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Chronic peripheral oedema and lymphoedema 

Chronic peripheral oedema and lymphoedema
Chapter:
Chronic peripheral oedema and lymphoedema
Author(s):

Peter S. Mortimer

DOI:
10.1093/med/9780198746690.003.0382
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date: 05 March 2021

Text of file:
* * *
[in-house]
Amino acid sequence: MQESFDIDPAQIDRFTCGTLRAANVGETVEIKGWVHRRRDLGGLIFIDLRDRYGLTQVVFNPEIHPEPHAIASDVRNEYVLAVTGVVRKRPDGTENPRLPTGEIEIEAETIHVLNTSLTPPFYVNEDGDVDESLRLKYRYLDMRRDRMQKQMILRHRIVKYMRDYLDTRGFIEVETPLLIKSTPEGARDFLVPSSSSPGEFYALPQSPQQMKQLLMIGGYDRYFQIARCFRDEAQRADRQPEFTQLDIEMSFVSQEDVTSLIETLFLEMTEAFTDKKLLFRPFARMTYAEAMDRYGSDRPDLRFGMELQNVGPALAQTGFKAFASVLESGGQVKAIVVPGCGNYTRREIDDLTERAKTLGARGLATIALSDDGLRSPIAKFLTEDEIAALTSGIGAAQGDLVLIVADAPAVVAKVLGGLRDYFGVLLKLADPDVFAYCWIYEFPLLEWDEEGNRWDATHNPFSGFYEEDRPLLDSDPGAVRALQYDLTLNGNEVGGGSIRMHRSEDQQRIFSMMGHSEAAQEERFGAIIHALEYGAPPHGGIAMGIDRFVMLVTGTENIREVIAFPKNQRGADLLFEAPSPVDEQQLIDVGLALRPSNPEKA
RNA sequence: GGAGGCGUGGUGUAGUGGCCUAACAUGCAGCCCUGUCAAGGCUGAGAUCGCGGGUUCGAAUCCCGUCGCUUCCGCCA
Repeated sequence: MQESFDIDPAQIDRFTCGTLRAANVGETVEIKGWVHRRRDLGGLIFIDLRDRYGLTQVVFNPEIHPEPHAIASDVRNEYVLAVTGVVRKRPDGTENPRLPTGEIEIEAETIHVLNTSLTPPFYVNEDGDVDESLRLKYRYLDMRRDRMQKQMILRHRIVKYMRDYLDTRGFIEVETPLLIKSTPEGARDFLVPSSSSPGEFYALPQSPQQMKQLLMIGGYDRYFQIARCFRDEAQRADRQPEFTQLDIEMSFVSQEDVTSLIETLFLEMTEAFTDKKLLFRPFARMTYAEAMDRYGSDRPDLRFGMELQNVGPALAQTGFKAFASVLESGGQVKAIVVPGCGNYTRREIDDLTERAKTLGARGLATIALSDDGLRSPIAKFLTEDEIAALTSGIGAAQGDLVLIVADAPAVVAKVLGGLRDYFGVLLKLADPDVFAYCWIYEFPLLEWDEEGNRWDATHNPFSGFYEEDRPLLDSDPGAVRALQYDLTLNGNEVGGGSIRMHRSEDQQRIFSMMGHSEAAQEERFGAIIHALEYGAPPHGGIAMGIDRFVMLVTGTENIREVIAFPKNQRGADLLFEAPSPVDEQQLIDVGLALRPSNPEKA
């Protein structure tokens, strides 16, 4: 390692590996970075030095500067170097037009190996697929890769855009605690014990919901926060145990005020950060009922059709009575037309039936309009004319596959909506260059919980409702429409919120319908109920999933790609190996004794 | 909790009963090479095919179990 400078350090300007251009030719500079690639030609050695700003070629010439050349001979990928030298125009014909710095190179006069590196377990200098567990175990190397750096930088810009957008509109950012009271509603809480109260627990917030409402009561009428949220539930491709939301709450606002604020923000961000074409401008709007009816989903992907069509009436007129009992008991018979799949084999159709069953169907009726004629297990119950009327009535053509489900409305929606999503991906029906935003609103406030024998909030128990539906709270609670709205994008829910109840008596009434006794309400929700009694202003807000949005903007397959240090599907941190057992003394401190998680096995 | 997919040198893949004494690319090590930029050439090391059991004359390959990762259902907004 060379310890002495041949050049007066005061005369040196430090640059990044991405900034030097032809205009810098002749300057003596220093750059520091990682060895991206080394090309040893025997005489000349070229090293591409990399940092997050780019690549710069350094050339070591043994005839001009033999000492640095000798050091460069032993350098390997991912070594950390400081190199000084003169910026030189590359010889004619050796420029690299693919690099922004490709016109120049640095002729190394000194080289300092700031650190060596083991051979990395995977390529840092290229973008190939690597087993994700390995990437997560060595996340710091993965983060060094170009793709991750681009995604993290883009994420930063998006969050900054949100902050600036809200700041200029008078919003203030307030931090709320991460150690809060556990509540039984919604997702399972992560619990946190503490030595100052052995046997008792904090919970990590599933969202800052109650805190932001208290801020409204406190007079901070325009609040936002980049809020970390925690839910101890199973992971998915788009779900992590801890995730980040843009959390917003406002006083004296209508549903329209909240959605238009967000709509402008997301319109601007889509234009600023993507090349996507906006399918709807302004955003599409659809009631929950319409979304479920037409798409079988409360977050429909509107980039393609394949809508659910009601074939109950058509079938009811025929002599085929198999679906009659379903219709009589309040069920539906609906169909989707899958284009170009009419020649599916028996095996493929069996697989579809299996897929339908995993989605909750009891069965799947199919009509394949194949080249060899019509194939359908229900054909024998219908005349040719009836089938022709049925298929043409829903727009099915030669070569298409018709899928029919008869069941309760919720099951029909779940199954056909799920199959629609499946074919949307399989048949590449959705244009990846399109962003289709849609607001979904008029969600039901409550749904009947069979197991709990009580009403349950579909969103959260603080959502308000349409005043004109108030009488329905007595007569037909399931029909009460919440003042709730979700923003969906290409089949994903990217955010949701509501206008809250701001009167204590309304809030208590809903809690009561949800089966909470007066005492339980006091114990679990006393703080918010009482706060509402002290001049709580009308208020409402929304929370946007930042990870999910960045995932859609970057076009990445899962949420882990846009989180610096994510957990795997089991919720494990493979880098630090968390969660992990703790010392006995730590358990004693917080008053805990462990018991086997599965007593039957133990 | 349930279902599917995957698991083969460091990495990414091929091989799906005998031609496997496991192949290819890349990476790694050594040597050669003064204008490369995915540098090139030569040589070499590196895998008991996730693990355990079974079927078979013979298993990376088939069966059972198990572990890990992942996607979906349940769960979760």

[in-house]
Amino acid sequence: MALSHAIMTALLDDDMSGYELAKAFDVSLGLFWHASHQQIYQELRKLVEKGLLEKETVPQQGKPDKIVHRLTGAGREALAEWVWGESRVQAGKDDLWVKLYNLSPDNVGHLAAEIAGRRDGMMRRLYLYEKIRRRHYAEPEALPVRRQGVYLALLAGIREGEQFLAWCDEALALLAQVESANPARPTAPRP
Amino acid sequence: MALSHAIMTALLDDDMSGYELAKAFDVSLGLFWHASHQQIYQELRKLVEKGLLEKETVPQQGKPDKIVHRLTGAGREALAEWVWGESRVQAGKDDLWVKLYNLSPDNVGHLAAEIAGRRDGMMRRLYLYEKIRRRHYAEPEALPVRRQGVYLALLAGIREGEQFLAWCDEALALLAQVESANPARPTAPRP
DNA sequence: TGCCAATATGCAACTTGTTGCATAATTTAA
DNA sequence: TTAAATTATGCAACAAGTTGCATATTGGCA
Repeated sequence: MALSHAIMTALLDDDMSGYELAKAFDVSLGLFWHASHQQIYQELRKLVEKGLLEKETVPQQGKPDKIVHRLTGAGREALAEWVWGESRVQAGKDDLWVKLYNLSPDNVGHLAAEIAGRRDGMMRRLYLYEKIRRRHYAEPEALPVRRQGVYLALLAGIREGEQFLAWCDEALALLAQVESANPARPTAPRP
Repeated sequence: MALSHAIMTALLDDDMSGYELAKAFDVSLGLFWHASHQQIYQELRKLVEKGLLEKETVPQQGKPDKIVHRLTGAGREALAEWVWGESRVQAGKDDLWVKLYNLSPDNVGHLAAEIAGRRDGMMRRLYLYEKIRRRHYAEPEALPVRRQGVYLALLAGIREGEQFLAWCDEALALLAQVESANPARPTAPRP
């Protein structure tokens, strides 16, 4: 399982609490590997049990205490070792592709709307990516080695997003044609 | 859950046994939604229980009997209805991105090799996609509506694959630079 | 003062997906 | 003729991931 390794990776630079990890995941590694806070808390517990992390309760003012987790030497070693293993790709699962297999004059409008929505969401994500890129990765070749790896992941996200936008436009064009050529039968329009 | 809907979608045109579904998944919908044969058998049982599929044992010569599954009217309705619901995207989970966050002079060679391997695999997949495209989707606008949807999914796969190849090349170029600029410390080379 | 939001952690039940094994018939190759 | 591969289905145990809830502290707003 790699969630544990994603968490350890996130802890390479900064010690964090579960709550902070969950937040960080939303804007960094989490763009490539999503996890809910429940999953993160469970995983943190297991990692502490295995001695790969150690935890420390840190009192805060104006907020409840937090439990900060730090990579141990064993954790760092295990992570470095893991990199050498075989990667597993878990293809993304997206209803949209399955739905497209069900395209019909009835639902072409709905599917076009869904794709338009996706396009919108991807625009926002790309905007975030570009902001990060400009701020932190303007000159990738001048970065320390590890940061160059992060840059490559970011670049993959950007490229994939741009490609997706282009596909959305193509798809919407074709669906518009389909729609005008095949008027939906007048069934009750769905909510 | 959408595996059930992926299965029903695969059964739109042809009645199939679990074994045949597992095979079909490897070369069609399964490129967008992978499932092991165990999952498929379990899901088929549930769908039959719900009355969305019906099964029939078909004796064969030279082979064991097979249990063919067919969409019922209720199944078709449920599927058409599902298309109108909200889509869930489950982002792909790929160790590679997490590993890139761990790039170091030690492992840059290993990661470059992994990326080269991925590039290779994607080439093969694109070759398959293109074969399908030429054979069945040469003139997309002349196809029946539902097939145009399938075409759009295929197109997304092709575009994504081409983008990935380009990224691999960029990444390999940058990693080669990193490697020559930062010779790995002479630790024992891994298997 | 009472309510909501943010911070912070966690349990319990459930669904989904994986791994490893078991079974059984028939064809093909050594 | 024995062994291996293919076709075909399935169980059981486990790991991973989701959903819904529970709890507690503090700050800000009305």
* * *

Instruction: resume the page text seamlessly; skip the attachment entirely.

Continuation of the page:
Lymph transport, not venous reabsorption, is the main process responsible for interstitial fluid drainage. Oedema develops when the microvascular filtration rate exceeds lymph drainage for a sufficient period, and any chronic oedema represents a failure of lymph drainage. In practice, any chronic oedema should be managed in the same way as lymphedema. The primary function of the lymphatic vessels is to drain the plasma filtrate within body tissues and return it to the blood circulation. Lymphatic vessels also have an important immune surveillance function, as they are the main drainage route from the tissues for immune active cells such as dendritic cells, lymphocytes, and macrophages. Intestinal lymphatics are responsible for fat absorption. Impaired lymphatic function leads to disturbed fluid homeostasis (swelling), dampened immune responses (infection), and disturbed fat homeostasis (increased peripheral fat deposition), all features of lymphoedema. Lymphatic vessels are also the preferential route for cancer spread.

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